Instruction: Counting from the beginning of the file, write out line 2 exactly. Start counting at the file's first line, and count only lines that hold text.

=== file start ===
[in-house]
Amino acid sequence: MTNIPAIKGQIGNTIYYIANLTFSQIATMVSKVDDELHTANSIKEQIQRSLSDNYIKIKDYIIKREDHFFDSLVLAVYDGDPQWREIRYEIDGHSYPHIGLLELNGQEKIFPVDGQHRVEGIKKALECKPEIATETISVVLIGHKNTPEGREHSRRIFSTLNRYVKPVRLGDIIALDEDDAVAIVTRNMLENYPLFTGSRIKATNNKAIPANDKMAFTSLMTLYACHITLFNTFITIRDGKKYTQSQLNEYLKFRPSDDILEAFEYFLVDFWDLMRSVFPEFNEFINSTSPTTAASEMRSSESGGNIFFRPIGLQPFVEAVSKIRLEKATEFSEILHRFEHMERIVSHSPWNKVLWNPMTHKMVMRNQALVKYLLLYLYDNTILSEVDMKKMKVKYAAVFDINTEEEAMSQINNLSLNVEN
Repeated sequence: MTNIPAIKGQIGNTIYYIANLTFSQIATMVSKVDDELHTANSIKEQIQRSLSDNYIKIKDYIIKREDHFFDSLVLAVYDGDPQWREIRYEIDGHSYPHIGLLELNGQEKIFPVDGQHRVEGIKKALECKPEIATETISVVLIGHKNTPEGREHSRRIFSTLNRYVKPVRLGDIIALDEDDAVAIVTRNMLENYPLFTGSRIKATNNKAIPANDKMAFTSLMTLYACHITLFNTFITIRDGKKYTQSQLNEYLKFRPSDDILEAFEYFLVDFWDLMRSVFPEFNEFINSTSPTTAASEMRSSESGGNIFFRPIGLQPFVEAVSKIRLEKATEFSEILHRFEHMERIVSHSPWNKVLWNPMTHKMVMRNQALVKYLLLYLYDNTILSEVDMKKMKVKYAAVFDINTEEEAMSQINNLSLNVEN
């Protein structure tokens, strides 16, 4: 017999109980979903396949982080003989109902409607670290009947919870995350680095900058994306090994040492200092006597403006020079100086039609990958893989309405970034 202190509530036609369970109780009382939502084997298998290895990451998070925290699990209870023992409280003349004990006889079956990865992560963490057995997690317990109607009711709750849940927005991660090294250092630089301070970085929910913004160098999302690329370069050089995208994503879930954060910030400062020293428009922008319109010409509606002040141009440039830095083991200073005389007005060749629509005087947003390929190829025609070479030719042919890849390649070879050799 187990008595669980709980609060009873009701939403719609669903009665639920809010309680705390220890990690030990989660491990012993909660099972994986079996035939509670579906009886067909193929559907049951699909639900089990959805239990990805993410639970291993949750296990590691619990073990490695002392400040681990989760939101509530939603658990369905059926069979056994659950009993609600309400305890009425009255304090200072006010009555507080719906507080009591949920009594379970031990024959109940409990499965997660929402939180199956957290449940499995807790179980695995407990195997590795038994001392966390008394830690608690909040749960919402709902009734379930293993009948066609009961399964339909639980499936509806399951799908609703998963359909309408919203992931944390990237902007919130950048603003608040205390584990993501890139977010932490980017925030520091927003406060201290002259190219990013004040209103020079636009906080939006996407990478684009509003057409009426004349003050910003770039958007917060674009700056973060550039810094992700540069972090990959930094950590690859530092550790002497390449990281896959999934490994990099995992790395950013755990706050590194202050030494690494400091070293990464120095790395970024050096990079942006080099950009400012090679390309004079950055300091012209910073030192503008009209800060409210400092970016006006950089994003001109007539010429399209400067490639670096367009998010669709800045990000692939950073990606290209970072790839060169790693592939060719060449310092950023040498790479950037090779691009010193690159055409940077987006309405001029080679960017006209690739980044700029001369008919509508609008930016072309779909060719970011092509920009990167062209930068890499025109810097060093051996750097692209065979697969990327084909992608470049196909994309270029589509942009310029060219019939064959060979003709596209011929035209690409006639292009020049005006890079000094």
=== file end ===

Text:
Amino acid sequence: MTNIPAIKGQIGNTIYYIANLTFSQIATMVSKVDDELHTANSIKEQIQRSLSDNYIKIKDYIIKREDHFFDSLVLAVYDGDPQWREIRYEIDGHSYPHIGLLELNGQEKIFPVDGQHRVEGIKKALECKPEIATETISVVLIGHKNTPEGREHSRRIFSTLNRYVKPVRLGDIIALDEDDAVAIVTRNMLENYPLFTGSRIKATNNKAIPANDKMAFTSLMTLYACHITLFNTFITIRDGKKYTQSQLNEYLKFRPSDDILEAFEYFLVDFWDLMRSVFPEFNEFINSTSPTTAASEMRSSESGGNIFFRPIGLQPFVEAVSKIRLEKATEFSEILHRFEHMERIVSHSPWNKVLWNPMTHKMVMRNQALVKYLLLYLYDNTILSEVDMKKMKVKYAAVFDINTEEEAMSQINNLSLNVEN